GlobeMed at Northwestern

GlobeMed's mission is to connect the assets of a student-led network to grassroots health organizations working in communities around the world. By inspiring and training university students to mobilize resources for global health, we seek to build a movement fighting for a more sustainable and secure world.
Jan 31, 2010

Progress Underway

Hi there!

It's been a while since we have last posted, but things are going swimmingly at the GlobeMed at Northwestern chapter. We raised over $5000 for the clinic through campus fundraising events and individual donations for the H.O.P.E. Center, and sent $1300 to the clinic for security and utility payments for the next six months. Also at Northwestern, we are preparing the next team of students to visit and work at the clinic this summer, expanding the nutrition project and adolescent sexual health center, as well as conducting research on maternal nutrition and correlation to pregnancy and healthy childbirth.

At the clinic, the nutrition project is well underway, with three peer educators trained and working in their communities to monitor soybean crop growth as well as health of children under five. Our sexual health program has successfully trained 100 students to become peer educators and lead workshops in secondary schools across Ho town. An annual report is being compiled and will be uploaded shortly.

Thank you for all your support, and please continue to stay updated on our cause!

Sep 21, 2009

Furthering nutrition project in Ghana

head nurse at the H.O.P.E. Center
head nurse at the H.O.P.E. Center

To the GlobeMed and Global Giving Community:

Having returned from Ho just five days ago, Lalith and I are still reeling from the eye-opening and transformative experience we had visiting our partner, the H.O.P.E. Center. In our four weeks there, we learned how the Center has become an example for health clinics in the region due to our unique model of partnership. Our preventative health programs, including the child nutrition project and a new adolescent sexual and reproductive health center, have been extremely well-received by the community, and the clinic's outpatient attendance is continuing to grow steadily.

During our trip, it became quite evident to us that Ghana is a country on the rise. Inspiration and pride from President Obama's visit in July linger on as signs with him and Atta Mills continue to line the streets, along with thousands of taxis displaying American flags on their windshields. The region is experiencing enormous growth, which has also resulted in a number of health problems. The National Health Insurance Scheme, which offers universal health care to all Ghanaians, has been facing funding shortages and has left many health centers without drugs or staff salaries for months. As areas begin to develop, proper sanitation is becoming an increasing problem as only 2% of the rural population have access to sewage systems.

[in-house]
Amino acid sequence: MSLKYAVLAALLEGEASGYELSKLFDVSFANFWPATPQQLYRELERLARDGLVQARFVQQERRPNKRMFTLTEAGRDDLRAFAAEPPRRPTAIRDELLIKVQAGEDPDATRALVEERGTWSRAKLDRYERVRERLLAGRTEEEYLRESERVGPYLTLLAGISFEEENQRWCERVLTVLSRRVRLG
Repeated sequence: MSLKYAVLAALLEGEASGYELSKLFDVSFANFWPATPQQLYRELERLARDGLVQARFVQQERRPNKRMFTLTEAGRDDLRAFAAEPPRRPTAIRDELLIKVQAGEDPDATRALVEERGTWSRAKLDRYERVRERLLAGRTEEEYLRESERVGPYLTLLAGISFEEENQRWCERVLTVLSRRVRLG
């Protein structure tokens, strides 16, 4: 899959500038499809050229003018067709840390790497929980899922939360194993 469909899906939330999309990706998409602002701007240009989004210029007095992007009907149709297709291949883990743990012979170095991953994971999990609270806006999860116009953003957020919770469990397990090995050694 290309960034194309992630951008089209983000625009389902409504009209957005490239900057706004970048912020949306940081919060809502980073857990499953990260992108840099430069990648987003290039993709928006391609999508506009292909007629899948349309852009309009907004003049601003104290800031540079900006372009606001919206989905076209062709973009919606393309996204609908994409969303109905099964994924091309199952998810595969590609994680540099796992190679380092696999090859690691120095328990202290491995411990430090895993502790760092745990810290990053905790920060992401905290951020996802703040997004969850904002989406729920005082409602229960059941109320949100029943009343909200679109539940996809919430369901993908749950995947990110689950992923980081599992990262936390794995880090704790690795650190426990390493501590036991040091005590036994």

This year, we will continue our work with the child nutrition, implementing Phase IV: Food Security, which trains peer educators to monitor and report soybean crop progress and child health to nurses at the H.O.P.E. Center.

We strongly urge you to give feedback on our projects and updates to keep the dialogue about our work and impact flowing. Thank you so much for your continued support to see our efforts through.

mothers at the child welfare clinic
mothers at the child welfare clinic
with children at the Center
with children at the Center

Links:

Aug 27, 2009

A Postcard from Improving Community Health in Ho, Ghana

Sheila visited this project on May 21, 2009. She writes:

Sheila Leonard is a graduate student at George Washington University and intern at GlobalGiving. This summer, she is traveling in West Africa and visiting GlobalGiving projects.

-------------------

On May 21 I visited the H.O.P.E. center in Ho, Ghana led by Margaret Asante and Colleen, an American volunteer from GlobeMed. What struck me most about the project was the sustainable nutrition component. The team has farmed the surrounding lands with soybean and other protein filled products. Included in consultations is an allotment of these foods, in addition to the explanation of their nutritional and health value. Being able to teach through demonstration, not just words, is invaluable. Because I visited after 2pm, when the sun is highest, the health center was empty of patients. I was able to see the procedures and the farming system and talk with each of the health workers.

I admire their integration into current systems seen through their coordination with Ghana Health Services. For better or worse, it seems the American influence is important for success of the project. Although the drawbacks of lack of local knowledge and language are high, the American work ethic and desire to give without financial reward is greatly helping the health center. The head nurse (from Ghana) is a very driven woman eager to give back to her community in Ho and she is invaluable to the success of the project as well. The health center may not have started from the ground up but it is now utilized by the many many young mothers, children, and students in the communities surrounding the small city of Ho.

Sheila said she would tell her friends this project was a: Interesting, but could be more relevant to the community.

GlobalGiving is committed to incorporating many viewpoints on our 600+ projects. We feel that more information, especially from eyewitnesses helps donors like you continue to support organizations doing great work in the community.

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